Primary Sclerosing Cholangitis – Causes, Symptoms, Diagnosis, & Treatment
What is primary sclerosing cholangitis?
Primary sclerosing cholangitis (PSC) is a chronic disease that progressively damages the bile ducts. This disease is characterized by inflammation (swelling), scarring, and destruction of the bile ducts inside and outside of the liver.
Primary sclerosing cholangitis occurs more often in men than women. This disease is rare in children.
What causes primary sclerosing cholangitis?
What causes primary sclerosing cholangitis is not known in most cases, it is thought that the body’s immune system attacks bile ducts and cause inflammation. It is also thought that genetic factors may be responsible for this disorder.
PSC is associated with the following conditions:
- Inflammatory bowel disease (ulcerative colitis and Crohn’s disease)
- Autoimmune disorders
- Chronic pancreatitis
- Sarcoidosis (a disease that causes inflammation in various parts of the body)
Primary sclerosing cholangitis may also be caused by the following conditions:
- Choledocholithiasis (gallstones in the bile duct)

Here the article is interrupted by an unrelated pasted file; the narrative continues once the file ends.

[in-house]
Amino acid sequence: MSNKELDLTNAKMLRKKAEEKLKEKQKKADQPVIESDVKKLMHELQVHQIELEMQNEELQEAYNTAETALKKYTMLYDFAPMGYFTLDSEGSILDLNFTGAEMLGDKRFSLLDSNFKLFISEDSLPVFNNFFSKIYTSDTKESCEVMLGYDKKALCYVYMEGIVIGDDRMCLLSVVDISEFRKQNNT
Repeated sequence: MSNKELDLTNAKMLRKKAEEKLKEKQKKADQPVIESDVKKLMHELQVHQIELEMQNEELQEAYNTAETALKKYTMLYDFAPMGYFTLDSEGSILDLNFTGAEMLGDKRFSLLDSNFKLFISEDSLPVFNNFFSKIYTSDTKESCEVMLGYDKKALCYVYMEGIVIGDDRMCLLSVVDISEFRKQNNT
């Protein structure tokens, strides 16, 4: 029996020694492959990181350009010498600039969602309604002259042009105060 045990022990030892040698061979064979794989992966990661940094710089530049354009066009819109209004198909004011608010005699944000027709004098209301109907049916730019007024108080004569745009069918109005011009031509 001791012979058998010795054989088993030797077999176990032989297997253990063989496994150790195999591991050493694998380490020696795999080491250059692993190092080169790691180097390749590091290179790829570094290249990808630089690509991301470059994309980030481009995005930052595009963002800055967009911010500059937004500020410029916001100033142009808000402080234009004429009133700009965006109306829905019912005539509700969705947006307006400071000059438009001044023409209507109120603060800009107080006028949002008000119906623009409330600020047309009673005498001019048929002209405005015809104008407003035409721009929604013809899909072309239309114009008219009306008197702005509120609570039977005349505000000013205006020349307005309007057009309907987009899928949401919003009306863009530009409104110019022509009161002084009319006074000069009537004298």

- Infections in the liver, gallbladder, and bile ducts
What are the symptoms of primary sclerosing cholangitis?
PMS causes no symptoms initially in some people. People can have the disease without symptoms for many years.
The following are the usual first symptoms in the initial stages of the disease:
- Jaundice (yellowing of the skin and eyes)
The following symptoms may appear as the disease progresses:
- Enlarged liver
- Enlarged spleen
- Loss of appetite
- Weight loss
- Recurring episodes of cholangitis
How is primary sclerosing cholangitis diagnosed?
The doctor will perform a physical exam and review your symptoms. Some people without symptoms may have abnormal liver function test results. In such people, the doctor will try to identify other diseases that cause similar problems, diseases that often occur with PSC, such as inflammatory bowel disease and gallstones.
The doctor may order the following tests to diagnose PSC:
- Abdominal CT scan
- Abdominal ultrasound
- Endoscopic retrograde cholangiopancreatography (ERCP)
- Liver biopsy
- Magnetic resonance cholangiopancreatography (MRCP)
- Percutaneous transhepatic cholangiogram (PTC)
How is primary sclerosing cholangitis treated?
The treatment for PSC is primarily aimed at controlling cholestatic symptoms and preventing complications.
Treatment may include medication to reduce itching and jaundice, antibiotics to treat infections, and vitamin supplements since people with PSC are often deficient in vitamins A, D, E, and K.
In some cases, surgery may be used to open major blockages in the common bile duct.
Liver transplantation may be required in some cases.
This feature is for informational purposes only and is not intended to substitute the expert guidance of a doctor. We advise seeing a doctor if you have any health concerns.